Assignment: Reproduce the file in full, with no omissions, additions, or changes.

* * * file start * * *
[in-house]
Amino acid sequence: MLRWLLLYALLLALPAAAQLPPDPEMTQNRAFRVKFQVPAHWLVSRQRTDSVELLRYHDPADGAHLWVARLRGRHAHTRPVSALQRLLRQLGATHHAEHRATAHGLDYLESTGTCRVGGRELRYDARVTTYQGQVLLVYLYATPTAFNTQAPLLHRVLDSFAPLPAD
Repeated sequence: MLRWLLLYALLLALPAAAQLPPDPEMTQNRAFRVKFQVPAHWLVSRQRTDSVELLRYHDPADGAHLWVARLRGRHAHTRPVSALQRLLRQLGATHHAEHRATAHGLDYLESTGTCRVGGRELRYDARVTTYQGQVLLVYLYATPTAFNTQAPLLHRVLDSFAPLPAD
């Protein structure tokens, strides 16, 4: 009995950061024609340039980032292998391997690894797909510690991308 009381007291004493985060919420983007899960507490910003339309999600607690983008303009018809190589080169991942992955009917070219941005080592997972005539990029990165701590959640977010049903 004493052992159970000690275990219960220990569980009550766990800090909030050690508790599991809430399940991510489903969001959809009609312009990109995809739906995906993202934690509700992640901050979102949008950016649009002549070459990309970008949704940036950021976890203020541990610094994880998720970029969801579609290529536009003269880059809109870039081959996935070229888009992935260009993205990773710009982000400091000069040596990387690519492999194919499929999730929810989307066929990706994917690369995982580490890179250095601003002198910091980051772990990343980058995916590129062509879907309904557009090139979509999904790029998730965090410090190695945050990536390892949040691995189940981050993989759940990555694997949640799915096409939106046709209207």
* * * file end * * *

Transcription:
[in-house]
Amino acid sequence: MLRWLLLYALLLALPAAAQLPPDPEMTQNRAFRVKFQVPAHWLVSRQRTDSVELLRYHDPADGAHLWVARLRGRHAHTRPVSALQRLLRQLGATHHAEHRATAHGLDYLESTGTCRVGGRELRYDARVTTYQGQVLLVYLYATPTAFNTQAPLLHRVLDSFAPLPAD
Repeated sequence: MLRWLLLYALLLALPAAAQLPPDPEMTQNRAFRVKFQVPAHWLVSRQRTDSVELLRYHDPADGAHLWVARLRGRHAHTRPVSALQRLLRQLGATHHAEHRATAHGLDYLESTGTCRVGGRELRYDARVTTYQGQVLLVYLYATPTAFNTQAPLLHRVLDSFAPLPAD
């Protein structure tokens, strides 16, 4: 009995950061024609340039980032292998391997690894797909510690991308 009381007291004493985060919420983007899960507490910003339309999600607690983008303009018809190589080169991942992955009917070219941005080592997972005539990029990165701590959640977010049903 004493052992159970000690275990219960220990569980009550766990800090909030050690508790599991809430399940991510489903969001959809009609312009990109995809739906995906993202934690509700992640901050979102949008950016649009002549070459990309970008949704940036950021976890203020541990610094994880998720970029969801579609290529536009003269880059809109870039081959996935070229888009992935260009993205990773710009982000400091000069040596990387690519492999194919499929999730929810989307066929990706994917690369995982580490890179250095601003002198910091980051772990990343980058995916590129062509879907309904557009090139979509999904790029998730965090410090190695945050990536390892949040691995189940981050993989759940990555694997949640799915096409939106046709209207």